To take this idea forward more generally you might want to start by asking the question “What data do we have that might be useful to our users?”
Another small but significant way to build connection is to provide social proof (or ‘evidence from people like me’) that your service is able to help - throughout the user journey through the tool. If you can show quotes (with photos and names ideally) from other service users who've had support with similar issues, it will build users’ trust in your service and enable them to feel they’re not alone in the process.
There’s a difference between language that is professional and builds trust, and language that is cold and inhuman. Base your content and tone of voice on the way the support would be delivered in a face-to-face context: it probably doesn’t have the formality of a funder report - and neither should your webtools.
An important point to note: Since we're not calling this a chatbot and because we're identifying where (or who) the content is coming from, we can legitimately use really human language to set this up.
There are different methods of gathering data for a chatbot to learn from, and what we find most useful is using the Wizard of Oz process. This means for the first few months of using a chatbot, a real team member responds directly to a user via the chatbot medium. As you slowly aggregate more and more answers to more and more questions, you're gathering the right data to use.
It also gives you time to both identify who within your team is the best at delivering kind, warm and supportive messages (as well as the technical information), and also weave in these answers into your chatbot technology.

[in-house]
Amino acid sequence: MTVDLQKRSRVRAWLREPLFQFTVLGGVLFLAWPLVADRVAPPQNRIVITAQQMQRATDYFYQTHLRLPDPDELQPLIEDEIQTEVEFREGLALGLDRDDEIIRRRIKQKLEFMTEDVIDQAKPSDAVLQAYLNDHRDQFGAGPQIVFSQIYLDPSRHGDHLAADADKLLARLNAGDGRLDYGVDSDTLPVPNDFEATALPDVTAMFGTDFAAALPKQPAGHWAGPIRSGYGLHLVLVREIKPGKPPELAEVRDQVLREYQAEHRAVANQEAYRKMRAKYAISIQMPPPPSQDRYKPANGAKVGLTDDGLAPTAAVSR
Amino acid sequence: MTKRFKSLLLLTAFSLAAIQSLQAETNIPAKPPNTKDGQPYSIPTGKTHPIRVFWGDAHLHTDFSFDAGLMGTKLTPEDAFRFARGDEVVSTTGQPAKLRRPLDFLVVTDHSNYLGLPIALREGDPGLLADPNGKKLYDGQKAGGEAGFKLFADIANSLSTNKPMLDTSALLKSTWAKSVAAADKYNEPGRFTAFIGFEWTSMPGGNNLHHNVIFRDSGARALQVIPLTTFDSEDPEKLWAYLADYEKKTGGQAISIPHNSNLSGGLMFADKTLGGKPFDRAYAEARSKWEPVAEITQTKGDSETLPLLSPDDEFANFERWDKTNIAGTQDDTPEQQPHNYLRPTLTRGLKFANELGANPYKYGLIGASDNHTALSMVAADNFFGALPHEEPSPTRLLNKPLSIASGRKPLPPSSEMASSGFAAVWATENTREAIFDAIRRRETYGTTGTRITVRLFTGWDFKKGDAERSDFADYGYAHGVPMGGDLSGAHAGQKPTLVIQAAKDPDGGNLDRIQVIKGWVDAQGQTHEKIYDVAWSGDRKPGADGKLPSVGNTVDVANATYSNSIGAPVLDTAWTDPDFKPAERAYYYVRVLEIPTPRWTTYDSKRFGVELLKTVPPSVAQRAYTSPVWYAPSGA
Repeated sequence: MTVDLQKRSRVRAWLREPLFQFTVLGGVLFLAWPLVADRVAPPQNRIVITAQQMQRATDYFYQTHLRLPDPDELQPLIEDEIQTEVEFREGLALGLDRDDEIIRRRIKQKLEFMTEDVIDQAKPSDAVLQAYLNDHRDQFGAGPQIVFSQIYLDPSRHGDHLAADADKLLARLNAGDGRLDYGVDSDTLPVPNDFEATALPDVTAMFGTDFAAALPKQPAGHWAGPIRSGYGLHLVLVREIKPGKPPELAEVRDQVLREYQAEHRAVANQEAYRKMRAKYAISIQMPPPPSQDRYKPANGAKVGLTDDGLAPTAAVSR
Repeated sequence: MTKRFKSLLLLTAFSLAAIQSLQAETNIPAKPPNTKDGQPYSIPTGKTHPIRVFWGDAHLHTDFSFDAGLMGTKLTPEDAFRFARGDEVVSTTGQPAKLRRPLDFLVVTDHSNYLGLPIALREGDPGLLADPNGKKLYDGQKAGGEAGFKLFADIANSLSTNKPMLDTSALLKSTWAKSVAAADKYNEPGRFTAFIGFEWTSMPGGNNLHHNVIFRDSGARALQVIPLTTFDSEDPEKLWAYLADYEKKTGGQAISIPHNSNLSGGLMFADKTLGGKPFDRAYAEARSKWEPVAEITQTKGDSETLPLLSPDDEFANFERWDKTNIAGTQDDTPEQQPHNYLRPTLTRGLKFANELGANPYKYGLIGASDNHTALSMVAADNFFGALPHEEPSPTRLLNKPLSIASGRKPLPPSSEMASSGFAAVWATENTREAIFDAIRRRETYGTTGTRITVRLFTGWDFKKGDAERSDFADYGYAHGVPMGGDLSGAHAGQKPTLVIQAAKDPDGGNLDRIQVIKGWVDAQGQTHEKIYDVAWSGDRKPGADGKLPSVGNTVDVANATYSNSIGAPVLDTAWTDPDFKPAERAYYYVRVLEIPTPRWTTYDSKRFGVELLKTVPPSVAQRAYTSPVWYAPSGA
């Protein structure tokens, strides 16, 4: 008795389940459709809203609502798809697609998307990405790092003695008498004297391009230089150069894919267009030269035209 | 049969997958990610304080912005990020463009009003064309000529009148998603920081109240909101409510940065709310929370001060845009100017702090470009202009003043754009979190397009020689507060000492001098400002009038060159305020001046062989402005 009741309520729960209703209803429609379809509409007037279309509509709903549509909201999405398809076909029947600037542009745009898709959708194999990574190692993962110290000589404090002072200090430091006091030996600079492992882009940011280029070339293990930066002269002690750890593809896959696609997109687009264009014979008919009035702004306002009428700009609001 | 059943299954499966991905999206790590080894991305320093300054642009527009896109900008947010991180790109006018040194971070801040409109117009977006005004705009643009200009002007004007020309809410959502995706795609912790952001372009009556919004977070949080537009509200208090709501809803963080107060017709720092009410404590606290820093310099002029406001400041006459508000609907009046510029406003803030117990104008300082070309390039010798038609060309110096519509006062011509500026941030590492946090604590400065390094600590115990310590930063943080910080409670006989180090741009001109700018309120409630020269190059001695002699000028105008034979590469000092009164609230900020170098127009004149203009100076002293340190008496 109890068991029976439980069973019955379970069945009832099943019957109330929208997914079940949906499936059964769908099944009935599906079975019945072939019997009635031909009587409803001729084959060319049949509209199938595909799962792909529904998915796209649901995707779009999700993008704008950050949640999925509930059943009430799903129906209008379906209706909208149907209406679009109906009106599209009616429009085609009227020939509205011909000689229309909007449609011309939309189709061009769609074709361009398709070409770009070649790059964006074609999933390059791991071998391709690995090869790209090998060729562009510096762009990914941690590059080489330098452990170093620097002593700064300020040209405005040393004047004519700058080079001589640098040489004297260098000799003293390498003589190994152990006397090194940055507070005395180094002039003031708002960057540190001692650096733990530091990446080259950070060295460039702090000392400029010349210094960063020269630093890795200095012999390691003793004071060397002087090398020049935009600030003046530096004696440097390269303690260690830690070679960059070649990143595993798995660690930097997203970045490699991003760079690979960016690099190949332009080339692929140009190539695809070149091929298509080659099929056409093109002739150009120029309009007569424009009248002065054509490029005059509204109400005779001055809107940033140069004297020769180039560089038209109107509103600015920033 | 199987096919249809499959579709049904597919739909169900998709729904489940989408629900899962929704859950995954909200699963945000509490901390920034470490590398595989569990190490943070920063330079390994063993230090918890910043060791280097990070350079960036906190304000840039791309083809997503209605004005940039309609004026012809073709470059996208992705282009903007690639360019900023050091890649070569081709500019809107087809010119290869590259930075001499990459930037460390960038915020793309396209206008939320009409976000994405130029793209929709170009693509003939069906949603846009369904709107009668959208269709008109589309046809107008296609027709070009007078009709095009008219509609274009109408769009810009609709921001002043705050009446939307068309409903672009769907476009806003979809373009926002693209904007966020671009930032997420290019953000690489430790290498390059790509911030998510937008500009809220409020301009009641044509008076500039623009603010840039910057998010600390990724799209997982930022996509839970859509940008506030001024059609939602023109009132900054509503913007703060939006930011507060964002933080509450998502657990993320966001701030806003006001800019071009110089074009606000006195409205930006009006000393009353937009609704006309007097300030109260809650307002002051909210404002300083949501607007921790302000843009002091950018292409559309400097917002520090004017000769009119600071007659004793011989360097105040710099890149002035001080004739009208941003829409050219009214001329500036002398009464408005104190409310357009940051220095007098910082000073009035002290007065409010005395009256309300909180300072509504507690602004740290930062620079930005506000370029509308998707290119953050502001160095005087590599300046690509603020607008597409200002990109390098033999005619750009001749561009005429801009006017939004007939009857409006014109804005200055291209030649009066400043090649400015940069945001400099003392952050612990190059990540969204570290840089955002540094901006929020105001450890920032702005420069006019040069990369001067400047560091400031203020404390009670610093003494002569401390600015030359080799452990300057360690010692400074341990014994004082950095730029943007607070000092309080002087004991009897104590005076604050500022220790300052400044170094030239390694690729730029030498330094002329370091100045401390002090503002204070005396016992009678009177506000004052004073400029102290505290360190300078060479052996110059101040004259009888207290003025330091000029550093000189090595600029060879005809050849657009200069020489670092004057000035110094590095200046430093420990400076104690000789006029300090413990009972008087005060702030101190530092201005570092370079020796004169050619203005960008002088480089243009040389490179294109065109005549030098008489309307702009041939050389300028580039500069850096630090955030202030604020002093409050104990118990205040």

This requires time and effort but it will create a better long term solution and avoid many negative teething experiences for users.
It's really important to feel heard. One of the most effective ways to do that in conversation is to repeat back what we've heard someone say. Sometimes it feels strange to do this but it never feels strange to hear your own words played back to you, instead it feels very rich. So how can we do that in a digital context?
One charity we worked with was using a chatbot conversation to develop a letter to be used to petition against the user’s housing issue.
A first response might be to present the final letter to the use with a standard “Check this form - do you want to make any changes?” question.
We suggest that instead, it’s valuable to play back content periodically to the user:
“Okay, what we've heard you say so far is [a small chunk of information]. Can you tell us [follow up question]?”.
What we're doing is playing the data back, framing it within a more humane context, rather than just a form to be checked.
So much of the benefit that people get from charity goes beyond getting their issue dealt with. Designing human connection back into digital tools such as chatbots is incredibly important if you want to give your service users the best experience.
Deepr is an end-to-end design studio creating better cultures and services guided by the importance of human connection.
Thank you to CAST for allowing us to share some of the valuable work that came out of this programme and to Laura Devaux for writing this blog.